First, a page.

3. The New Beginning, when people finally move toward transformation and acceptance. Here, you’ll see renewed interest, commitment, and enthusiasm as you reward your team and highlight their successes.
What it looks like in action

Imagine that your team is adopting a new digital process. At first, they’re likely to be resistant and anxious. They might feel frustrated with the learning curve required or worry that their role will be unnecessary in the future. Your job is to listen empathetically, communicate the value of the change, and let them know that you’ll do what you can to help them through the transition. 

As they learn the process and help to find its kinks, they slowly move into The Neutral Zone. They’re using it, but they’re still not happy about the process, and they miss the way things used to be because the old way seems easier. This is a great time to encourage creativity and patience. It’s important to remember that everyone moves at their own pace and, frankly, people can slip backwards if the change isn’t working. As they master the technology and make it their own, you’ll see renewed energy and greater productivity.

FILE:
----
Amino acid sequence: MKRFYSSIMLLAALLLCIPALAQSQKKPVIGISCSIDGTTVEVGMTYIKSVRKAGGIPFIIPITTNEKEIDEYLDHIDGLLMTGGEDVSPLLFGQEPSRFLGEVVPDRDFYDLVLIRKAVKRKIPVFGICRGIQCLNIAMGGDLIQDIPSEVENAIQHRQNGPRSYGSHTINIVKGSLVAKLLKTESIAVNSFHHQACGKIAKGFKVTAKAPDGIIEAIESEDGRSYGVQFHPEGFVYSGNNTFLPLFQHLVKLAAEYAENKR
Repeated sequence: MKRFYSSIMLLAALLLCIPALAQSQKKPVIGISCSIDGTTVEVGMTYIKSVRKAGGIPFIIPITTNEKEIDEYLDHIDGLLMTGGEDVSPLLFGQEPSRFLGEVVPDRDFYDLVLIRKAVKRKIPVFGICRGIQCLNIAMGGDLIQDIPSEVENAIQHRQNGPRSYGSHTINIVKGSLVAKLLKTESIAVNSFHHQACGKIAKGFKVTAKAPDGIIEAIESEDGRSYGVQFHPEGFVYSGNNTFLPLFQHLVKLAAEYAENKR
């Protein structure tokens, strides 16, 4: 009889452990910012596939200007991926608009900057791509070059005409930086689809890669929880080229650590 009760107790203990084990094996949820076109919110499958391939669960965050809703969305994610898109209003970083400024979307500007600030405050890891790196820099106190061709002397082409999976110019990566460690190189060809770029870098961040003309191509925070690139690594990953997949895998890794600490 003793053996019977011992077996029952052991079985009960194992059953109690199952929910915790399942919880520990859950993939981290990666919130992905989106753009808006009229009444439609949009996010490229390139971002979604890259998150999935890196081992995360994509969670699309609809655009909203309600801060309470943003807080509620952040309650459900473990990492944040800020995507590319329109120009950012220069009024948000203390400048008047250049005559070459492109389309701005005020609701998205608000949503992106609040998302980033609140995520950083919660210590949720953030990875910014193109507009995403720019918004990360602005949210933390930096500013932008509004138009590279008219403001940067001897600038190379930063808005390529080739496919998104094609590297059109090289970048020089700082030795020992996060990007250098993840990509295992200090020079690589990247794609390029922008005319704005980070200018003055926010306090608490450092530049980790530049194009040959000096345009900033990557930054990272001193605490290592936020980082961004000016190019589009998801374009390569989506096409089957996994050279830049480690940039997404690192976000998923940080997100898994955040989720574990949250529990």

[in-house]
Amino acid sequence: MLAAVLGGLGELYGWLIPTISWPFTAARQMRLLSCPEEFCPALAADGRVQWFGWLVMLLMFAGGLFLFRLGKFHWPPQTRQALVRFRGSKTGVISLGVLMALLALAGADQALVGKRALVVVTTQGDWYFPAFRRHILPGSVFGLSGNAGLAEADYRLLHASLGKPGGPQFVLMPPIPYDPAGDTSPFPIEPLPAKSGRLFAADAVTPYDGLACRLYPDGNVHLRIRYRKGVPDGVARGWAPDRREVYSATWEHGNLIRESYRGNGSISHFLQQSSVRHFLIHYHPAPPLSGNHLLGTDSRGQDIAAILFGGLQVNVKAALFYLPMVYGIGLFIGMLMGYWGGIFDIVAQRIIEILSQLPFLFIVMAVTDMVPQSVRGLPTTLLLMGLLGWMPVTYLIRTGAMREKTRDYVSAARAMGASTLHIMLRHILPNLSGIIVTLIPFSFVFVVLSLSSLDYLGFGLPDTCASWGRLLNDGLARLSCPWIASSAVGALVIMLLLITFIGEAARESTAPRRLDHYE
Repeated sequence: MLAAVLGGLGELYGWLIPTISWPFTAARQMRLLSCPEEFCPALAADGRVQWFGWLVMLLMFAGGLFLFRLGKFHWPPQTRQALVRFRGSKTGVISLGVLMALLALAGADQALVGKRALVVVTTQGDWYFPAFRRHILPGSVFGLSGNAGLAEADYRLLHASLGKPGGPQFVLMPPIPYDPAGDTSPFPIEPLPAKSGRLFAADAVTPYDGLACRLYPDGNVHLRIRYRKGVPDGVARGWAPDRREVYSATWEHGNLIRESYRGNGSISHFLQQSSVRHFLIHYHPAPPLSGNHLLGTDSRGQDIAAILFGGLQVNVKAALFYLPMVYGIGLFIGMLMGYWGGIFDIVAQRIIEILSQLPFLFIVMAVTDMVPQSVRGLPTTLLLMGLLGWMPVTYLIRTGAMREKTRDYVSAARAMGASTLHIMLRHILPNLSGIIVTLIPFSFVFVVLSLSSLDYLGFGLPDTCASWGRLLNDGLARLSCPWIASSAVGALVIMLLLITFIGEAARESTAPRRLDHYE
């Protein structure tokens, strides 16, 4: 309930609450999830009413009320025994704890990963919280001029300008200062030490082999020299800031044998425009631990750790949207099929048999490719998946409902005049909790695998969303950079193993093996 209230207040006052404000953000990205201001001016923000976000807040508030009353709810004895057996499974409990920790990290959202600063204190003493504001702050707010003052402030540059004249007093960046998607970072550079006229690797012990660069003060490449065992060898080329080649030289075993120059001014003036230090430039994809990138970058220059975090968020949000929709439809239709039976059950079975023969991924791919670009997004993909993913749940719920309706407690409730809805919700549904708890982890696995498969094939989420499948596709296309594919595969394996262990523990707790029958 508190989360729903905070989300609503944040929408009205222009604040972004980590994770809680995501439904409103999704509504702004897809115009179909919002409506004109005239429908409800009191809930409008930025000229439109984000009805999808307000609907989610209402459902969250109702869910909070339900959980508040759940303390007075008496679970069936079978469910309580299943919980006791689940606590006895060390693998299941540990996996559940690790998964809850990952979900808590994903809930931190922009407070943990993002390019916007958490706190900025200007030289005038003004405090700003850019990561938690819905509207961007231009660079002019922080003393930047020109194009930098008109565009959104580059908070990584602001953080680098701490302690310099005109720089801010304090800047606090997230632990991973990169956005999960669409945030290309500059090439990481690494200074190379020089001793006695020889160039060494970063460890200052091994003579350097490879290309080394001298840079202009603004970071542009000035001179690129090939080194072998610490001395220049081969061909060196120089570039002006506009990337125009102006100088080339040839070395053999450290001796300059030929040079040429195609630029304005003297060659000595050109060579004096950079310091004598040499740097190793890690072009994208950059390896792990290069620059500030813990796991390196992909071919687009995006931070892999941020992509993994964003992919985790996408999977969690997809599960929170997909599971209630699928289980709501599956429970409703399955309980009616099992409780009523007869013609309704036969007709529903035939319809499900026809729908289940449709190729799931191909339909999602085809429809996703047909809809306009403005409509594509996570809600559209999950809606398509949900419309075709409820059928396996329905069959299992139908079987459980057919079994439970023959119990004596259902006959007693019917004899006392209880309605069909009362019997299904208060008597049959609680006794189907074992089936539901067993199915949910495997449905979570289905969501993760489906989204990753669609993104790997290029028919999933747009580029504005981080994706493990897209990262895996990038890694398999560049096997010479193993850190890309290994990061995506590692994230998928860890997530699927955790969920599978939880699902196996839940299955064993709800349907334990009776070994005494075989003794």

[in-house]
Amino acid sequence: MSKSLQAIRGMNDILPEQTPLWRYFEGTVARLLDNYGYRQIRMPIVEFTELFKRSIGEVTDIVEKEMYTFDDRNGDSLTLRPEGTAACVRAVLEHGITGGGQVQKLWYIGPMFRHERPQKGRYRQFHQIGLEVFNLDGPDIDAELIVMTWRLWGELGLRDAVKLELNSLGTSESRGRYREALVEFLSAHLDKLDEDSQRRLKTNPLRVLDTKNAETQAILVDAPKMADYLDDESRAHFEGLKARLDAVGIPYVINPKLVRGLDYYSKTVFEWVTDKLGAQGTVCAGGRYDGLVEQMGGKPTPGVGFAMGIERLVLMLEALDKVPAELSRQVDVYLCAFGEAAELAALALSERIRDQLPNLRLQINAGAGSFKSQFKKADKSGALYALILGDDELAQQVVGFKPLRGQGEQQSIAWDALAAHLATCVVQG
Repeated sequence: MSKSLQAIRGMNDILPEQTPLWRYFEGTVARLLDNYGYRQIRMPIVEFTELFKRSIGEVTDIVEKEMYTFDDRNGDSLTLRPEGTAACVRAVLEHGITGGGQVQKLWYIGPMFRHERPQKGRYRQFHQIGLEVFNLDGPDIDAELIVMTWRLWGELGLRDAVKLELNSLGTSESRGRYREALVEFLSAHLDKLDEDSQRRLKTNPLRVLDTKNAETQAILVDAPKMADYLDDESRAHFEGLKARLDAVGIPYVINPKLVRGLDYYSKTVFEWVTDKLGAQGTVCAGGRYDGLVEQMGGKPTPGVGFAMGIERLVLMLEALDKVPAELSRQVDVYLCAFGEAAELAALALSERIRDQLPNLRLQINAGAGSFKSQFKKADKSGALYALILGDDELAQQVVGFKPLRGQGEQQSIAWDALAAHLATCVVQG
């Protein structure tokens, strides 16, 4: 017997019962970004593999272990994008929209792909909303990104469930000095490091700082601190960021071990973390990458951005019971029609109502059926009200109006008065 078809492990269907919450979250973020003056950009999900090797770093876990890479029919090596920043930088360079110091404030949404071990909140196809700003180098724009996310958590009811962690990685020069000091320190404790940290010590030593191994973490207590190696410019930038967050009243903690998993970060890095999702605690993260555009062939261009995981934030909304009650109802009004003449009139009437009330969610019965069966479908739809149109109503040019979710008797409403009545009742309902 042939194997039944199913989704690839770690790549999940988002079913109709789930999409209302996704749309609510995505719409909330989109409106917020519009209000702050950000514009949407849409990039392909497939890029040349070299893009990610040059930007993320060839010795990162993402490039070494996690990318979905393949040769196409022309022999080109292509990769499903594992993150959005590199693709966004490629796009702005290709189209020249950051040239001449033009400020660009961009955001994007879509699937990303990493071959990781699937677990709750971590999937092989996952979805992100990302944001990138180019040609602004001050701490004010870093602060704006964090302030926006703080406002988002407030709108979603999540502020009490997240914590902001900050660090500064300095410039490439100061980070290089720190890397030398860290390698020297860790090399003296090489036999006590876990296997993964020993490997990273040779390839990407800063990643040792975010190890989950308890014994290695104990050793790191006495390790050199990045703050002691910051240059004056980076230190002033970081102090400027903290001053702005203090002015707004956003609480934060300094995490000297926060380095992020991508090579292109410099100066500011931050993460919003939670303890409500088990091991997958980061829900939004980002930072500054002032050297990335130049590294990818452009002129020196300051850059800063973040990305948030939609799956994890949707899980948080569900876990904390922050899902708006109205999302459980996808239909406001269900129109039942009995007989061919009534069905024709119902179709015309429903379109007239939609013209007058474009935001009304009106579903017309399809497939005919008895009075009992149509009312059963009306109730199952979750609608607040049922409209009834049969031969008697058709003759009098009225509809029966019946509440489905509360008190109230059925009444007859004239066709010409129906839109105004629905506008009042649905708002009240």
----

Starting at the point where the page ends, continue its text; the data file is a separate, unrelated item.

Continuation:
Don’t rush the process

As a leader, it’s important to have a problem-solving mindset but also respect each of the three stages and let them play out naturally. As the authors point out, it is self-defeating “to try to overcome people’s resistance to change without addressing the threat that change poses to their world.” By moving too quickly, all you do is extend the first stage and make it harder for people to manage their own internal transitions.

Share, consider but don’t try to fix.